Predetermined eligibility criteria served as the basis for study selection, described as follows: (1) systematic review with or without a meta-analysis; (2) related to the treatment of, screening for, or quality of life after testicular cancer; (3) subjects included only human biological males; and (4) written in English. These selection criteria were decided according to the definition of systematic reviews and meta-analysis derived from PRISMA.21
Before initial title and abstract screening, two investigators completed online training, offered by Johns Hopkins and taught by Li and Dickersin on Coursera, on systematic reviews and meta-analyses.22 Investigators also participated in a two-consecutive day online/in-person training on the definition and interpretation of the nine most severe types of spin in systematic review abstracts, detailed by Yavchitz and colleagues.8 In addition, both investigators were trained on using A Measurement Tool to Assess Systematic Reviews (AMSTAR-2) to assess methodological quality.23 A detailed description and outline of the training regimen is included in our protocol.
Independently, two reviewers extracted data in a masked fashion using a validated Google form. The reviewers evaluated the studies meeting inclusion criteria for the presence of the nine most severe types of spin in their abstracts. The definitions of spin (detailed in Table 1) originated in a study by Yavchitz and colleagues.8 Next, the reviewers rated the methodological quality of each publication for 16 distinct and specific criteria using AMSTAR-2.23
In previous studies, AMSTAR-2 inter-rater reliability was established to be moderate to high. Similarly, the original AMSTAR (r = 0.91) and the Risk of Bias in Systematic Reviews instrument (r = 0.84) were correlated with high construct validity coefficients.24 The quality of each included systematic review was rated as high, moderate, low, or critically low quality.
Using previous literature as guidance,25–27 the following specific study characteristics were also extracted: (1) type of intervention (surgery, pharmacologic, non-pharmacologic, combination, and other); (2) the date the review was received by the journal; (3) sources of funding for each review (industry, private, public, hospital, combination of funding not including industry, combination of funding including industry, other, none, and not mentioned); (4) whether the review adhered to PRISMA19 or PRISMA for abstracts28; (5) whether the journal requires PRISMA adherence; and (6) the journal’s 5-year impact factor. After completion of data extraction, both reviewers were unmasked, and any discrepancies in spin and AMSTAR-2 rating were resolved through discussion. In the event an agreement could not be reached, then a third author acted as a mediator to reach a consensus on spin and AMSTAR-2 rating.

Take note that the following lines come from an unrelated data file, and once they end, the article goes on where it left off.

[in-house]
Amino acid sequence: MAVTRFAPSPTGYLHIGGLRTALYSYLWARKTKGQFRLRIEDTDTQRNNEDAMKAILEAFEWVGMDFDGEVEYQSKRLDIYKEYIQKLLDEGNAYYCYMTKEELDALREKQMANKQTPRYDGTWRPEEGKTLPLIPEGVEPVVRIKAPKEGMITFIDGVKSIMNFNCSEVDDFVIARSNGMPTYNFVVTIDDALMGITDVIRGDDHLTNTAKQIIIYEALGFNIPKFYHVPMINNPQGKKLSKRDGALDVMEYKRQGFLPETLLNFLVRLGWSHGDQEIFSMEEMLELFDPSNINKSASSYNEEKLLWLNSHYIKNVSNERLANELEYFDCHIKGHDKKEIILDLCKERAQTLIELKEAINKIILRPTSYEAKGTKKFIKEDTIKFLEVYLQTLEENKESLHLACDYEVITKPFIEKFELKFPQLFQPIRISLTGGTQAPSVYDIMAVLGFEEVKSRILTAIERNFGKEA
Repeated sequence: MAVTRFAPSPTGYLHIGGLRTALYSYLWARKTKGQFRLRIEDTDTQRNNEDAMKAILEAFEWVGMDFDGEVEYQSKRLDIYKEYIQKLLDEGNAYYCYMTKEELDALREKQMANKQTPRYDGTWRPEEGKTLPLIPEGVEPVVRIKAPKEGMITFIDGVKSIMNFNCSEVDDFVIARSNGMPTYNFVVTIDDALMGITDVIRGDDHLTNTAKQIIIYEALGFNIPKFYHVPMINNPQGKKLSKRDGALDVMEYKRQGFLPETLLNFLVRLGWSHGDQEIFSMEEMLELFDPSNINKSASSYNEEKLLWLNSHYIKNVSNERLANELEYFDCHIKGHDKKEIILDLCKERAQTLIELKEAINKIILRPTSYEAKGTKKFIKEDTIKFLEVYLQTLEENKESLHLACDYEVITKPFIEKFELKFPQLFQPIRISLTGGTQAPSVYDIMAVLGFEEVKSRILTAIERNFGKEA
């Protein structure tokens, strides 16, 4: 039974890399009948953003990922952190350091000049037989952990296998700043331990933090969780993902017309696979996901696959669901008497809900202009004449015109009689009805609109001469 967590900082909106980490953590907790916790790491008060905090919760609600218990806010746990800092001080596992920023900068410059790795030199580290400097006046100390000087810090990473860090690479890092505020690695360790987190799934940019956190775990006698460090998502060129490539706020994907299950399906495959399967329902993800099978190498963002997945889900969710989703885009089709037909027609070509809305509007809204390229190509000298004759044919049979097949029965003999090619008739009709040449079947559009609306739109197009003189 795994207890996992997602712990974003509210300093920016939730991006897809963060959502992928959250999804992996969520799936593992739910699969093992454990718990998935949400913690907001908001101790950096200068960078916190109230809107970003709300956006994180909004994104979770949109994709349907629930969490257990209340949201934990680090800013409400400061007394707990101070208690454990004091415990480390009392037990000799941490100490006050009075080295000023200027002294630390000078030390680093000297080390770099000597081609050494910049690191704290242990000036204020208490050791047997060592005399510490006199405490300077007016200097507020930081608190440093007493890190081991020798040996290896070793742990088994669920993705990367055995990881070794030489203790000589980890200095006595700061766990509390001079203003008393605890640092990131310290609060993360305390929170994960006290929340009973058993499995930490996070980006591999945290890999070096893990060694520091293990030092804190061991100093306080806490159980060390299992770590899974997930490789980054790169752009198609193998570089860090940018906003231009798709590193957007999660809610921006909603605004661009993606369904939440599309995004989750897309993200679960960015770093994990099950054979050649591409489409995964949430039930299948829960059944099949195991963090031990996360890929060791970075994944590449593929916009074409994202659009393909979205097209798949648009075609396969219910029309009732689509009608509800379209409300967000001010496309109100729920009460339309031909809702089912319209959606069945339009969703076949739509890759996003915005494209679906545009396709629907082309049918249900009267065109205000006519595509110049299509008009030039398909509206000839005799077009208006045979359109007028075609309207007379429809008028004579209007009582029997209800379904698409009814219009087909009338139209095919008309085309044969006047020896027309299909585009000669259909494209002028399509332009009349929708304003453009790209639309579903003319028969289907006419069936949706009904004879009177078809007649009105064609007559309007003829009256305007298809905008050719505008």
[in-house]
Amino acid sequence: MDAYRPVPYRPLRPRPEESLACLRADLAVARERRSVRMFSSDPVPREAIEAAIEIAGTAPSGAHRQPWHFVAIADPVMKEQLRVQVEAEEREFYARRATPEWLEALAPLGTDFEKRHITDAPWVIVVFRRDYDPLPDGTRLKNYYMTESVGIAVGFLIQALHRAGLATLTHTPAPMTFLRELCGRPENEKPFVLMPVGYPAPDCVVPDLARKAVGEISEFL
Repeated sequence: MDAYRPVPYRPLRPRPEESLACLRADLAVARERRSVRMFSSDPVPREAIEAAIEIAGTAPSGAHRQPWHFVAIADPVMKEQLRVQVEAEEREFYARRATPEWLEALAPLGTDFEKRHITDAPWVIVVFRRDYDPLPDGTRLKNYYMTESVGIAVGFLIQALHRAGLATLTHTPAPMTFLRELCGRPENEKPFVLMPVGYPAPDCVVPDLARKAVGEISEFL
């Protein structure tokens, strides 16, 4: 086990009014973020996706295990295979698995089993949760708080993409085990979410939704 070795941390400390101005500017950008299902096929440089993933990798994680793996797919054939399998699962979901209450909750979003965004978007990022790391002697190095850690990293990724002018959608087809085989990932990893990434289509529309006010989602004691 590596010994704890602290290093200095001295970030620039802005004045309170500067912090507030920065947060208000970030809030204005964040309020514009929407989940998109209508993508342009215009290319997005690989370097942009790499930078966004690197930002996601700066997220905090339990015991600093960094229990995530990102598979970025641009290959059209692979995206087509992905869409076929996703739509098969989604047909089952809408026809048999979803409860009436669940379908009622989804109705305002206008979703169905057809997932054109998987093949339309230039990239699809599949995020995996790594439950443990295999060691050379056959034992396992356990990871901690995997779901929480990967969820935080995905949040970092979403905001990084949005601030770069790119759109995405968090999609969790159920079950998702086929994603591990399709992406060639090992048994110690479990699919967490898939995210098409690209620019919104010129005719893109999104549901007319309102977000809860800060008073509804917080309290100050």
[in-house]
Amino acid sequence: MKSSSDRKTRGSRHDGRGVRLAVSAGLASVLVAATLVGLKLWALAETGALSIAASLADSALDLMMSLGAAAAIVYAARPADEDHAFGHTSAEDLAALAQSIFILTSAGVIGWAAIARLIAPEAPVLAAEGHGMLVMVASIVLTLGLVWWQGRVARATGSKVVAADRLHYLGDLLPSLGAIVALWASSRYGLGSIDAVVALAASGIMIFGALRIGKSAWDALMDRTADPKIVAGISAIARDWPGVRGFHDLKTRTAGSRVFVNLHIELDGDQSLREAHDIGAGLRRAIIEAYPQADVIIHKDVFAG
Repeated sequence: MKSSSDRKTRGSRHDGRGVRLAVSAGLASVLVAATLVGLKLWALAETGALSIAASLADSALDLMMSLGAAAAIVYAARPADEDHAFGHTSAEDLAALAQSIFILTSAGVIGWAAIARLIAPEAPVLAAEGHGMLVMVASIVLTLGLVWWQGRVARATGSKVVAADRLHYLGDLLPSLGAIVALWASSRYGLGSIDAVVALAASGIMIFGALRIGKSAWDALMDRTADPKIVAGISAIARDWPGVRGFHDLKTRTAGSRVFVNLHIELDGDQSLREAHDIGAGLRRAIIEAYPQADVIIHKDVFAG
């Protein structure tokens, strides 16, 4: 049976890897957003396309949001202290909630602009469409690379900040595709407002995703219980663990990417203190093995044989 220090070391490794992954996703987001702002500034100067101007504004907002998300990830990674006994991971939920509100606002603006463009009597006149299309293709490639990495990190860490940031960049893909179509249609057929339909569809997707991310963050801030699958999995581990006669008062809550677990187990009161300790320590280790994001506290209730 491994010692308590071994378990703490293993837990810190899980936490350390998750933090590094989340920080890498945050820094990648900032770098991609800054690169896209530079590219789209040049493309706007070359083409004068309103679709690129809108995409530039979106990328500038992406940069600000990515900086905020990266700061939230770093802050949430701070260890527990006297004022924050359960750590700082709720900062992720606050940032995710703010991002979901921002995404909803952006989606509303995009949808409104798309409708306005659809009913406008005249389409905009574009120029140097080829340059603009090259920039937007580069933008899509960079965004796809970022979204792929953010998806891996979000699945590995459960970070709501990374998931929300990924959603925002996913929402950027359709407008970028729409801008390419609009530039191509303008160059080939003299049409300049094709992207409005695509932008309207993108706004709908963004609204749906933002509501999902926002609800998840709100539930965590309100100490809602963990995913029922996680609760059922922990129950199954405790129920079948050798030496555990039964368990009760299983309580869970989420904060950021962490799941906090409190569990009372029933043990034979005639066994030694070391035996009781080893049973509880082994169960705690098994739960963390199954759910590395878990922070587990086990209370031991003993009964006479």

Descriptive statistics characterized the frequency of spin and its subtypes, and the results were reported as frequency counts and percentages. Stata 16.1 (StataCorp LLC, College Station, TX) was used for all analyses, as recorded in our protocol. An a priori power calculation suggested that 185 articles would be needed to identify associations of spin and study characteristic based on results from a previous study26; however, only 50 systematic reviews were available for analysis after screening. Thus, as a result of this limited number, we explored the associations between spin and study characteristics using chi-square tests and the Fisher’s exact test when 40% of the cell counts were less than 5.
Our database search returned 900 articles; of them, 266 duplicates were removed, with an additional 554 articles excluded during the initial title and abstract screening phase (see Figure 2). During full-text analysis, another 30 articles were excluded. In total, 50 systematic reviews and meta-analyses from 40 unique journals were included for data extraction. The full details of exclusion can be found in Figure 2. Thirty-three (of 50, 66%) of our included articles were exclusively systematic reviews, while 17 (of 50, 33%) performed a meta-analysis within their systematic review. Each article title and its corresponding journal, as well as year of publication, can be found in the Supplement Table 1.
The most common intervention type was mixed (e.g., surgical and pharmacologic, 23/50, 46%), followed by non-pharmacological (10/50, 20%), pharmacological (8/50, 16%), surgery (6/50, 12%), and educational (3/50, 6%). Thirty-five systematic reviews did not state that they adhered to PRISMA guidelines (35/50, 70%; however, 26 journals recommended PRISMA adherence in their submission guidelines (26/50, 52%). Of the funded studies, public funding was the most common source (6/50, 12%). No systematic reviews received industry funding, and 12 systematic reviews did not receive any funding (12/50, 24%). Over half of the studies did not mention a funding source (28/50, 56%). The average 5-year journal impact factor was 6.258 (SD: 6.4, range: 0.818 to 28.349). Our results found no significant association between any of the included study characteristics and the presence of spin. Table 2 illustrates all study characteristics and the presence of spin within each of the characteristic categories.